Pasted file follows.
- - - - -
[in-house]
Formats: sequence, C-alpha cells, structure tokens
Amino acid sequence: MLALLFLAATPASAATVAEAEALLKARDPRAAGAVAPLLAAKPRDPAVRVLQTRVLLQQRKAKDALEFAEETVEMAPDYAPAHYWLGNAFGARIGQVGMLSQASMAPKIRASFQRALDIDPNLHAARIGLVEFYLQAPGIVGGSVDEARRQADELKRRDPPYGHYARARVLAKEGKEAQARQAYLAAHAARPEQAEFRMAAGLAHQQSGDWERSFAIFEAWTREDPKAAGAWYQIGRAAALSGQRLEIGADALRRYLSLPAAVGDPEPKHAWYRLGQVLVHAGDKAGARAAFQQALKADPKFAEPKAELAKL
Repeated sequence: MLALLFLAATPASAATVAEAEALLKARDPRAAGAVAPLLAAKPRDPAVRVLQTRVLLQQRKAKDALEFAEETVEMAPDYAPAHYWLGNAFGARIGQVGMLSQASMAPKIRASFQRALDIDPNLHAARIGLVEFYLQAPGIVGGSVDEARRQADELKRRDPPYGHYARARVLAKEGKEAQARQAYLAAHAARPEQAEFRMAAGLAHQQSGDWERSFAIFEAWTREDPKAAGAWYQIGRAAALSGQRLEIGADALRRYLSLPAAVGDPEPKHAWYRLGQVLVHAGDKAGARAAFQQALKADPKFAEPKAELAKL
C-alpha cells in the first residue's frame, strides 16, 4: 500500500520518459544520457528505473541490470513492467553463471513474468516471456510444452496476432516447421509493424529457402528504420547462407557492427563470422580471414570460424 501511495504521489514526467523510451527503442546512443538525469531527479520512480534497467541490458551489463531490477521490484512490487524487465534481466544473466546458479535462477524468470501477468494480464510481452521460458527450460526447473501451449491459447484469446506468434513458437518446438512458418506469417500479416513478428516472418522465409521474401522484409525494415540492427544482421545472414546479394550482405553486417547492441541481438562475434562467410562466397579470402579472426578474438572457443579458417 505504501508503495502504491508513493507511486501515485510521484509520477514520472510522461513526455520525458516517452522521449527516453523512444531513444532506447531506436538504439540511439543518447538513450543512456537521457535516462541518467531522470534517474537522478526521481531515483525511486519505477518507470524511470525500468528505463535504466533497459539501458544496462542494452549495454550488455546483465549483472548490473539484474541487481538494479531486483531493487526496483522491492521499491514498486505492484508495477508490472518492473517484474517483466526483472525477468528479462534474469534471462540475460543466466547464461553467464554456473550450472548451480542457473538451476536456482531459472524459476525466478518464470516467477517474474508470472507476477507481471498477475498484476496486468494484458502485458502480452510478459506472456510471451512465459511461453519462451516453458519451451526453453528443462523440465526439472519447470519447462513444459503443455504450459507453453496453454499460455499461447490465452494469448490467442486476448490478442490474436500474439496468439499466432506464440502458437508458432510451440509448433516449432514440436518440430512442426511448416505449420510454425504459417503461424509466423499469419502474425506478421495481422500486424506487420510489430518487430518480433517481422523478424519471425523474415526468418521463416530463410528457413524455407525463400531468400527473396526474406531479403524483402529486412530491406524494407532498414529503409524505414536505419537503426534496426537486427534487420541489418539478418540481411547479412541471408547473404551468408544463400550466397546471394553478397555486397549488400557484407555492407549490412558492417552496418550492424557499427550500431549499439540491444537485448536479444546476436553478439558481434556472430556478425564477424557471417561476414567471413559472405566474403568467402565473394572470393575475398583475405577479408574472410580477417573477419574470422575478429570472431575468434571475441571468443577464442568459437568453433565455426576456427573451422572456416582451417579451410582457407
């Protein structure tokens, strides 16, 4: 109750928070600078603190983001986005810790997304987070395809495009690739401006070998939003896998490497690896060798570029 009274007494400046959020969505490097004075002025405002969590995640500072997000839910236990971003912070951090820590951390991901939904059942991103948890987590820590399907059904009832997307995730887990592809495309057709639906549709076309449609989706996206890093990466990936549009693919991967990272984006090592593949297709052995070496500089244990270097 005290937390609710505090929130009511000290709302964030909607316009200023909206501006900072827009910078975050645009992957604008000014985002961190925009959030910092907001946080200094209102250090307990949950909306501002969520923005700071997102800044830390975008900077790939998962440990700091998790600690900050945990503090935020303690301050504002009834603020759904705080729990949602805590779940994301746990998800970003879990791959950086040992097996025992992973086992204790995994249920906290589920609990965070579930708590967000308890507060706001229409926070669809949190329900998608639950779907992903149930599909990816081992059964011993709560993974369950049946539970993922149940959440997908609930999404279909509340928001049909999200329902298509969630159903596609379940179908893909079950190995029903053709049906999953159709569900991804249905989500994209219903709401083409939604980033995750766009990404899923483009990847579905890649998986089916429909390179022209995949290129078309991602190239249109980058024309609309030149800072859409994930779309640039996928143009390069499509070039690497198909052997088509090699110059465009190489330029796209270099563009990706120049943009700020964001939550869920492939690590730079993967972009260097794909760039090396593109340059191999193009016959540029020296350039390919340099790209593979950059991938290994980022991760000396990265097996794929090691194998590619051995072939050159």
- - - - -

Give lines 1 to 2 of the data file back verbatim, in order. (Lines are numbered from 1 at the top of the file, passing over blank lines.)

[in-house]
Formats: sequence, C-alpha cells, structure tokens